Stocks to sell

Vinco Ventures (NASDAQ:BBIG) stock is the latest meme play. But if you blink, you might miss it.

Source: Michael Vi via Shutterstock

Vinco is an investment company that has gotten into non fungible tokens (NFTs), launching an E-NFT platform for trading them. It also owns 80% of a short video content platform (think TikTok) called Lomotif. It also plans to spin off a second company called Cryptyde to shareholders of record Sept. 15.

BBIG stock trades for less than $7 with a market cap of $626 million. With markets set to fall hard on the collapse of Chinese real estate company Evergrande, you might be able to get in for a good price later this week.

Just be clear about what you’re buying, because it’s complicated.

Pumped, Dumped

At the start of 2021, BBIG stock was going nowhere at $1.25 per share. It had an office in downtown Bethlehem, Pennsylvania, across the river from a steel mill that now houses the Wind Creek Casino.

BBIG was formed only last November, and the group’s strategy was clear from the outset. BBIG stands for “Buy. Innovate. Grow.”

The man behind today’s iteration of BBIG, however, is former MoviePass chairman Ted Farnsworth. That’s because in February Vinco signed a merger with Farnsworth’s Zash Media, giving Zash a majority interest in the resulting company. Zash then bought a majority interest in Lomotif, the TikTok clone.

By April, Vinco was in the E-NFT business, releasing what it called an NFT album from Canadian rapper Tory Lanez. All this was done through a new subsidiary called Emmersive Entertainment, in which Lanez had invested.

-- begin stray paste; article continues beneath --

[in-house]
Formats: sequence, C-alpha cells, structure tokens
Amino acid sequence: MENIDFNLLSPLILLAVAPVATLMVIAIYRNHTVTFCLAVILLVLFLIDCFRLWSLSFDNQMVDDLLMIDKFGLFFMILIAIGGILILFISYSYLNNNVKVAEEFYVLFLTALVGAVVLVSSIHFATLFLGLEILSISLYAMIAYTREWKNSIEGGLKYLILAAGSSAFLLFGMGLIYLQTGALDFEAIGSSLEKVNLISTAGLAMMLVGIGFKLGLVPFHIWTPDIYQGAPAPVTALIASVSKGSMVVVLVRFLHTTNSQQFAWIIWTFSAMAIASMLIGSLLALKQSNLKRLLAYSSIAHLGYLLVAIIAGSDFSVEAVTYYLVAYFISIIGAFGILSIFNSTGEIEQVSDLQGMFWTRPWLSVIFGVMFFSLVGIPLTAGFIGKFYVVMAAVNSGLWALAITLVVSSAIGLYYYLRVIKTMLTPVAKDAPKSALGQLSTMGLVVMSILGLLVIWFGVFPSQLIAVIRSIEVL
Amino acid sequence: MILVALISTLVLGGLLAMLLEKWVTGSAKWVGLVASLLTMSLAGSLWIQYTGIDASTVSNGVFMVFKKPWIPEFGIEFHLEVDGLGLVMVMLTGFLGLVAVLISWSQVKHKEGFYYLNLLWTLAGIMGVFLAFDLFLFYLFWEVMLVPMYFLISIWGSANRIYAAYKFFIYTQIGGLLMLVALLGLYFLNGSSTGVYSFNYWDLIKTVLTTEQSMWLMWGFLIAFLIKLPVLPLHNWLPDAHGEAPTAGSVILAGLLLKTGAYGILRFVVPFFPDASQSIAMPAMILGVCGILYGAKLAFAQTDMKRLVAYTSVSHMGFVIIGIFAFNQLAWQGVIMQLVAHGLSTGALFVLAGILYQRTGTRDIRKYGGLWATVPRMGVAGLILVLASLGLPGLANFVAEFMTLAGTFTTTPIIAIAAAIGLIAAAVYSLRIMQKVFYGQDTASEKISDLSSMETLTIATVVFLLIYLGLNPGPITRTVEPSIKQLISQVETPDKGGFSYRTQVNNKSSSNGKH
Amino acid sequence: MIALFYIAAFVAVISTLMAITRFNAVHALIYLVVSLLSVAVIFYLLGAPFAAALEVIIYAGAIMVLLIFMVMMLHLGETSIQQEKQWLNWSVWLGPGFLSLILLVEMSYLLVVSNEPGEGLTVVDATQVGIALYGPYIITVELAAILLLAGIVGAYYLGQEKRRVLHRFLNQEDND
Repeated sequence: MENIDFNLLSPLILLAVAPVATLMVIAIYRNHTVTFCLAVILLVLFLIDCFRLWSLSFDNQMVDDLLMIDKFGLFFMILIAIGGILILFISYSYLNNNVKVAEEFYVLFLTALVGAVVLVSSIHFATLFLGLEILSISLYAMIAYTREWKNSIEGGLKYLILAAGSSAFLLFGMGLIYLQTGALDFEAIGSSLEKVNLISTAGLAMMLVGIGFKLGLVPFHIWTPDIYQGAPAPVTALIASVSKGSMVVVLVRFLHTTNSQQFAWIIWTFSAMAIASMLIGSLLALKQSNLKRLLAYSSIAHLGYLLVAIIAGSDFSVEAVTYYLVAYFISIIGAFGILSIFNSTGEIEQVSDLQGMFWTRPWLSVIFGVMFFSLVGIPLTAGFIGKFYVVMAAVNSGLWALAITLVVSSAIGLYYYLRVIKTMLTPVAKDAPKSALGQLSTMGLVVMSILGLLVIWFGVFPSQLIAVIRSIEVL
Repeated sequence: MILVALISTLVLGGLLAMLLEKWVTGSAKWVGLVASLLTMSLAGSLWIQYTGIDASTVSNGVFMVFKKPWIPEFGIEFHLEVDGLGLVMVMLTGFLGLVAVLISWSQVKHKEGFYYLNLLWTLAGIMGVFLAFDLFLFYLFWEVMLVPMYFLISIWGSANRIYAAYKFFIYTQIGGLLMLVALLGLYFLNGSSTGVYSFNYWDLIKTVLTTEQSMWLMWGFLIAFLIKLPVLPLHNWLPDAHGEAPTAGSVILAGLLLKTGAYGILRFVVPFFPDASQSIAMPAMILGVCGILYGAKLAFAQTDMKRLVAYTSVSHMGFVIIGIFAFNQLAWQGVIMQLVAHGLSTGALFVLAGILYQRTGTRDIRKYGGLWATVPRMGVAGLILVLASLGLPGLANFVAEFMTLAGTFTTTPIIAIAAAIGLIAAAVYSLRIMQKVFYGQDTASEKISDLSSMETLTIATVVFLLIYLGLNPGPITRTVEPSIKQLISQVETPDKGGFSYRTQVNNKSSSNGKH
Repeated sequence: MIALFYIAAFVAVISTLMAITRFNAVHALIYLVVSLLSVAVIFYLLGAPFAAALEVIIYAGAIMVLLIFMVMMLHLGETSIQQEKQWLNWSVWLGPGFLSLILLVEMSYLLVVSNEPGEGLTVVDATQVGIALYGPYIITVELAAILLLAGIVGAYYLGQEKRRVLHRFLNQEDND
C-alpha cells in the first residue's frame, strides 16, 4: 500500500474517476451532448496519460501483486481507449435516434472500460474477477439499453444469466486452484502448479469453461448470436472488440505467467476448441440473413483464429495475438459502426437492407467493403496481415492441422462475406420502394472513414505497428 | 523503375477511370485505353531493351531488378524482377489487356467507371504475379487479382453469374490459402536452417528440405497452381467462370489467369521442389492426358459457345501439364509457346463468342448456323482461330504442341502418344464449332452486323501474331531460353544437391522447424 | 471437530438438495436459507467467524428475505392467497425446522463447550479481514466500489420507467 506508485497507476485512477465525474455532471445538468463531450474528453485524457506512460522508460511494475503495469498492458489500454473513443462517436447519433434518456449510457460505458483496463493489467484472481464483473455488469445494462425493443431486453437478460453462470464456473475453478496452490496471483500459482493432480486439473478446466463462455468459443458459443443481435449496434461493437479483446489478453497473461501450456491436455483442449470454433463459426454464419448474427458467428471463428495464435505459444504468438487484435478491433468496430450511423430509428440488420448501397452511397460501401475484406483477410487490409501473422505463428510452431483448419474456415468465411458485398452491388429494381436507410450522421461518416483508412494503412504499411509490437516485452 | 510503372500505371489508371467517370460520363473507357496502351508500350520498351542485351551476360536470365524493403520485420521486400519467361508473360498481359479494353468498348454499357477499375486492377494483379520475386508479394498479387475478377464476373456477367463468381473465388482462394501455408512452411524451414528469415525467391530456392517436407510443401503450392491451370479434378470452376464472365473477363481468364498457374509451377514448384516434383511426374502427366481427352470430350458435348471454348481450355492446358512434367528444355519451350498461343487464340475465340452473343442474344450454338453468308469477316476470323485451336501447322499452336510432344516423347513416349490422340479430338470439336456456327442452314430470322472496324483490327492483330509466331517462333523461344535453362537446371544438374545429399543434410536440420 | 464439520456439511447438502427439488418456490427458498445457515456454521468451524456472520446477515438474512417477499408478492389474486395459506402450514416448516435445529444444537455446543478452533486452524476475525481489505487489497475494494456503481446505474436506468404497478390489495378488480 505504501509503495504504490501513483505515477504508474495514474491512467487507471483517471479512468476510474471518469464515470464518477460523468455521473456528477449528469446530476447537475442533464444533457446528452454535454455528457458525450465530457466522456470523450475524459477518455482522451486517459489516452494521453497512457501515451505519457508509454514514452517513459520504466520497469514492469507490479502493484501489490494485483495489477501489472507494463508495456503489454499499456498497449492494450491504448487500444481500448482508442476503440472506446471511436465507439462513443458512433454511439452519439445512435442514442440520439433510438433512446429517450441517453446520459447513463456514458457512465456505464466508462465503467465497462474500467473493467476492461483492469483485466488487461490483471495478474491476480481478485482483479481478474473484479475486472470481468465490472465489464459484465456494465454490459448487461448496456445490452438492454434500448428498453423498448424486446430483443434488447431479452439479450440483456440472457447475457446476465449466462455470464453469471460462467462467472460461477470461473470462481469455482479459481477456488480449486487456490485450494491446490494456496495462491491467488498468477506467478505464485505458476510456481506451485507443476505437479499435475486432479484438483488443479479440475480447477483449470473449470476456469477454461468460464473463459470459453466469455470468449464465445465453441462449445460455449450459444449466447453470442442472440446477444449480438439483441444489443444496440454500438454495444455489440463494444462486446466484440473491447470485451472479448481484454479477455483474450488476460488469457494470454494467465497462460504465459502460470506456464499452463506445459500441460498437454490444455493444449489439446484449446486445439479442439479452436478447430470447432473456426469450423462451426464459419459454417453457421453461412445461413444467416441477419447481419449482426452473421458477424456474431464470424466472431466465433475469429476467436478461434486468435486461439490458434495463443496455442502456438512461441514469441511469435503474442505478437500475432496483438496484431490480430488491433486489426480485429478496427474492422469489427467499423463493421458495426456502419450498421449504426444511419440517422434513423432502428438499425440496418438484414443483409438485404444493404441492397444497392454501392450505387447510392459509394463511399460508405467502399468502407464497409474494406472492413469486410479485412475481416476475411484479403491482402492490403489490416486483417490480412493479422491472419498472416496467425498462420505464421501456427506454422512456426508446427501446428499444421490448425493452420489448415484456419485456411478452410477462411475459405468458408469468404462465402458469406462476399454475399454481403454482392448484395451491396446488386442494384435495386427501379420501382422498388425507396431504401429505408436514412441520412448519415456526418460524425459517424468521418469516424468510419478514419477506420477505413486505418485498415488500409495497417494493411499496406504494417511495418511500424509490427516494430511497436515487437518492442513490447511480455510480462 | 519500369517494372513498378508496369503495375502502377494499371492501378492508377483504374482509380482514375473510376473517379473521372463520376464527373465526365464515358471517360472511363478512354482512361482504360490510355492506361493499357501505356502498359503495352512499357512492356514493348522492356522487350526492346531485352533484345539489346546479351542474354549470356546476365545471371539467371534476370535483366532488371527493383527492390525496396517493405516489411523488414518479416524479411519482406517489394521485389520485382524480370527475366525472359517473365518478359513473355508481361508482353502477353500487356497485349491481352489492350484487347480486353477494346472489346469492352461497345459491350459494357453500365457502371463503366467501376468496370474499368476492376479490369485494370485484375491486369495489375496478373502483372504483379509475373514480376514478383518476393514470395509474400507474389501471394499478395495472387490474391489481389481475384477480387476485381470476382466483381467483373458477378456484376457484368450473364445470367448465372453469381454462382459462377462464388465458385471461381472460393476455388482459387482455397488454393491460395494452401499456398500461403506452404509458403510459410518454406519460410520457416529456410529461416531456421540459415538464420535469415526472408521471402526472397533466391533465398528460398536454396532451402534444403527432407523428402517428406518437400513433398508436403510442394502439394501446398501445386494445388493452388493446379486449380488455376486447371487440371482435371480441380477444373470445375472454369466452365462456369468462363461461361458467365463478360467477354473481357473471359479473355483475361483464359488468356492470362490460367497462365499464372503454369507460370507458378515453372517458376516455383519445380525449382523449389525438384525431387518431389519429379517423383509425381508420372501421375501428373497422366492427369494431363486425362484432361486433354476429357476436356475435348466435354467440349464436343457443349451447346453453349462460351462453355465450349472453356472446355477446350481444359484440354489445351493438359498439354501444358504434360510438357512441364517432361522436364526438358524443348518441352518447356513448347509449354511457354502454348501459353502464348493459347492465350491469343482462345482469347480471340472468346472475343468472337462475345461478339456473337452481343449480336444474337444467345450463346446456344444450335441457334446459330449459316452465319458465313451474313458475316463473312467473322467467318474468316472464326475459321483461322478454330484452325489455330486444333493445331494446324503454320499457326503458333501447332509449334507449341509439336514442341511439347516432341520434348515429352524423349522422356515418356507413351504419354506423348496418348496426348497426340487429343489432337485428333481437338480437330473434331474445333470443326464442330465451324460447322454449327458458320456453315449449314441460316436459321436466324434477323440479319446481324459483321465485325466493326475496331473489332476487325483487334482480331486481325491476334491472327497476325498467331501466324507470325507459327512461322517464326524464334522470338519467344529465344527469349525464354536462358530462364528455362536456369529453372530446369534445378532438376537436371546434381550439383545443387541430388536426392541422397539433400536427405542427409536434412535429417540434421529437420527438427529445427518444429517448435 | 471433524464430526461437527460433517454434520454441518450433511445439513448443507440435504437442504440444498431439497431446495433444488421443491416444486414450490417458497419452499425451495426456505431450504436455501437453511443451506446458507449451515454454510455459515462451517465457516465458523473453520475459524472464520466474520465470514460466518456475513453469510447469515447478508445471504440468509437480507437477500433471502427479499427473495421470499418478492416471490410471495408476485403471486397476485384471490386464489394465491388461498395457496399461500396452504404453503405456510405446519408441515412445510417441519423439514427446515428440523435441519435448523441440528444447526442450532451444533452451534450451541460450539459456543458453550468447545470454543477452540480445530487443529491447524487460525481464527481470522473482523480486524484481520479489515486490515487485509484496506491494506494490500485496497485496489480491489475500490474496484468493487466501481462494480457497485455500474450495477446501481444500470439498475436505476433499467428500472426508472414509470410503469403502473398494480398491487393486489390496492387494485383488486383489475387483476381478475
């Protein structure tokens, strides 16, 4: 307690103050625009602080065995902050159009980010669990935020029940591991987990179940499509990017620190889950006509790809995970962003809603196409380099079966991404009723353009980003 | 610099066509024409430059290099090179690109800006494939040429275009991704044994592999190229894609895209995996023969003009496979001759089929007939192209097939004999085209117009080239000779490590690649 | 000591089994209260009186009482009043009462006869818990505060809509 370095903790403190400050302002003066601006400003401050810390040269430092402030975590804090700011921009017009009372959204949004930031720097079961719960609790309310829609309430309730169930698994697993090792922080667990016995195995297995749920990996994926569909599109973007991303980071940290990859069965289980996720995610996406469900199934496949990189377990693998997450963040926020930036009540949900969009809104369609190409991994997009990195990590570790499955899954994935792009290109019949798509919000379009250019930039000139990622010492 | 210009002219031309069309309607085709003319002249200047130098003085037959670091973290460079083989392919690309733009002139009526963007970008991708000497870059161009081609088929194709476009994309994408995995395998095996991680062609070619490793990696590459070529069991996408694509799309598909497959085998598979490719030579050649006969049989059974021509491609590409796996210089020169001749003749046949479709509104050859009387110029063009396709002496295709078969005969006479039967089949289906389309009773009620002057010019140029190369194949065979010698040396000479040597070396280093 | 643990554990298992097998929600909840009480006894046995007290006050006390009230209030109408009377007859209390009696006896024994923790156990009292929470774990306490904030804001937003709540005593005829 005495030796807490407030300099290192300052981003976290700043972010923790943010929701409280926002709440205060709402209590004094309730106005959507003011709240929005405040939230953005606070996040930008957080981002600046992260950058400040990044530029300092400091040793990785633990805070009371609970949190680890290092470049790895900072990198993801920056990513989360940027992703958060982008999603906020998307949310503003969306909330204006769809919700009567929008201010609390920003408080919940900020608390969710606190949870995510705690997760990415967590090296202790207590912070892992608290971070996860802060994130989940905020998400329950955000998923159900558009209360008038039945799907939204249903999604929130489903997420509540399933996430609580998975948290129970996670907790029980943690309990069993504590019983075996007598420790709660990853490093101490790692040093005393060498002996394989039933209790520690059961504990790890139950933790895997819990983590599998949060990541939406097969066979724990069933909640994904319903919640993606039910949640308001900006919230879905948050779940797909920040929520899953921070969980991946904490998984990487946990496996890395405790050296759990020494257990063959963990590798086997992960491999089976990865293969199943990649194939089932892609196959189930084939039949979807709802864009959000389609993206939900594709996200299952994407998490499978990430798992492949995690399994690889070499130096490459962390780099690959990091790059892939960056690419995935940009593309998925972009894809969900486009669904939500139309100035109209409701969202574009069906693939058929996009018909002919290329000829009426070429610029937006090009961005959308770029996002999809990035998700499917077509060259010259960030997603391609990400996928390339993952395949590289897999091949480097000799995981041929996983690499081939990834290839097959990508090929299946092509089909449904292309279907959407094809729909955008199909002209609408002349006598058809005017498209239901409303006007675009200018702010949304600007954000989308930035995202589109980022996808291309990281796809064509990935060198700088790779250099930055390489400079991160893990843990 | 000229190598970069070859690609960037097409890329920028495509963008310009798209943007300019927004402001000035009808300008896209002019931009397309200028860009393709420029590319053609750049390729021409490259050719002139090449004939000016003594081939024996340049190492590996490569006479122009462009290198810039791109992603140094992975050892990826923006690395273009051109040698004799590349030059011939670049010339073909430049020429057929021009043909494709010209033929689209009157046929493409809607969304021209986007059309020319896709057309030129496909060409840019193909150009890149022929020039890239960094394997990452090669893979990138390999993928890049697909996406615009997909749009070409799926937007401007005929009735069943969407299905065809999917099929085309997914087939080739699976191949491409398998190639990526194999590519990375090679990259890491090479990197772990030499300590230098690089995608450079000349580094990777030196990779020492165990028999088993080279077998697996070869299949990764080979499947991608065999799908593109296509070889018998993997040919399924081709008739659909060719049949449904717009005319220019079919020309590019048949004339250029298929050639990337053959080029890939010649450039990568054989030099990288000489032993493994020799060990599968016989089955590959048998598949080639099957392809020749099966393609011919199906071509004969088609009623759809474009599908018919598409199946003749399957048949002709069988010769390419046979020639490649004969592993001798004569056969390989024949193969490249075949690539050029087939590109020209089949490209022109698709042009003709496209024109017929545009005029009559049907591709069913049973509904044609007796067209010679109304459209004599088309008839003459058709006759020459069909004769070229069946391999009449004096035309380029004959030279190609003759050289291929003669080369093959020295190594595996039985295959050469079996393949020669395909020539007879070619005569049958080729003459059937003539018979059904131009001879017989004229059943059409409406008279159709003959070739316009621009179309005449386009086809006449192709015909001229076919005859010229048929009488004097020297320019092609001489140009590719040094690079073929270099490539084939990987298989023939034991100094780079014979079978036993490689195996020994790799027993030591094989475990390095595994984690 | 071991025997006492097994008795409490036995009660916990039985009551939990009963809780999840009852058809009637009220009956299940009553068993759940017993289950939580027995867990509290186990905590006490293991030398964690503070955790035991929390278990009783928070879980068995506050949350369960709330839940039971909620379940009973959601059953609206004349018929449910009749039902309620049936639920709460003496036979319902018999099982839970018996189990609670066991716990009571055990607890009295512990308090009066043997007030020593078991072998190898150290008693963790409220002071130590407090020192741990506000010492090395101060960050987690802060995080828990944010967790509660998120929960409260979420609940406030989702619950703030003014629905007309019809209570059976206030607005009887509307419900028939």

The Crypto Game

By the summer, Farnsworth had installed a new management team at Vinco, led by Zash executive Lisa King. In a slide deck sent to investors, the company said it would soon spin off another acquisitions-related company, this one a crypto company called Cryptyde.  Once the spin-off is complete, and that’s due to happen Oct. 15, Cryptyde shares will be handed to existing Vinco shareholders under the ticker symbol TYDE.

All this chopping-and-changing piqued the interest of shorts, who jumped into the name hoping to profit when it was proven to be a nonsense. But that got the attention of Reddit traders, who squeezed the shorts and took the stock as high as $10.82 on Sept. 9 before retreating.

What we’re left with is a lot of Internet buzzwords that will make you swoon. NFTs, crypto, TikTok, digital influencers … the list goes on and on. What you won’t find is a lot of revenue. BBIG reported revenue of about $2.5 million in the March quarter, and $2.7 million in the June quarter. It also recorded losses of $240 million, almost $8.50 per share. Not bad for a company selling at $7.

Almost none of this was reported by Wall Street reporters. They were just interested in the stock’s gyration, the rise in BBIG’s price and the massive spike in trading.

The Bottom Line

I think the magic word here is MoviePass.

That’s where Farnsworth came from. MoviePass tried to sell subscriptions to get into movies, and failed spectacularly. It sounded like a great idea, but there was nothing behind it.

This looks like the same thing. You have this strange collection of investment trends, rappers, influencers, NFTs and some crypto investment scheme. Maybe there’s a genius somewhere in Bethlehem, or at Zash, who can spin this straw into financial gold.

If there is, I can’t find them. Wait for the current volatility to pass before even considering an investment in BBIG stock.

Just be forewarned. I think this will all end it tears.

On the date of publication, Dana Blankenhorn held no positions in companies mentioned in this article. The opinions expressed in this article are those of the writer, subject to the Publishing Guidelines.

Dana Blankenhorn has been a financial and technology journalist since 1978. He is the author of Living With Moore’s Law: Past, Present and Future available at the Amazon Kindle store. Write him at or tweet him at @danablankenhorn. He writes a Substack newsletter, Facing the Future, which covers technology, markets, and politics.